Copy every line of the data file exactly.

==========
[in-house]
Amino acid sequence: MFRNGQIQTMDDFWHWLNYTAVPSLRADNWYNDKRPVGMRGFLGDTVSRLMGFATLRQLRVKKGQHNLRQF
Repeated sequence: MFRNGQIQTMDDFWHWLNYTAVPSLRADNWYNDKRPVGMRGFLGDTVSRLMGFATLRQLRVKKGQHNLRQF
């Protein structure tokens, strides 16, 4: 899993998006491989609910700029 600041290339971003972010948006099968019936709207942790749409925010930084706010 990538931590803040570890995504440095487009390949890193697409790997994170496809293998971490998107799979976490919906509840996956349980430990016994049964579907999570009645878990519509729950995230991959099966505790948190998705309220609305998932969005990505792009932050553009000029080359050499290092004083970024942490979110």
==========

[in-house]
Amino acid sequence: MFRNGQIQTMDDFWHWLNYTAVPSLRADNWYNDKRPVGMRGFLGDTVSRLMGFATLRQLRVKKGQHNLRQF
Repeated sequence: MFRNGQIQTMDDFWHWLNYTAVPSLRADNWYNDKRPVGMRGFLGDTVSRLMGFATLRQLRVKKGQHNLRQF
């Protein structure tokens, strides 16, 4: 899993998006491989609910700029 600041290339971003972010948006099968019936709207942790749409925010930084706010 990538931590803040570890995504440095487009390949890193697409790997994170496809293998971490998107799979976490919906509840996956349980430990016994049964579907999570009645878990519509729950995230991959099966505790948190998705309220609305998932969005990505792009932050553009000029080359050499290092004083970024942490979110």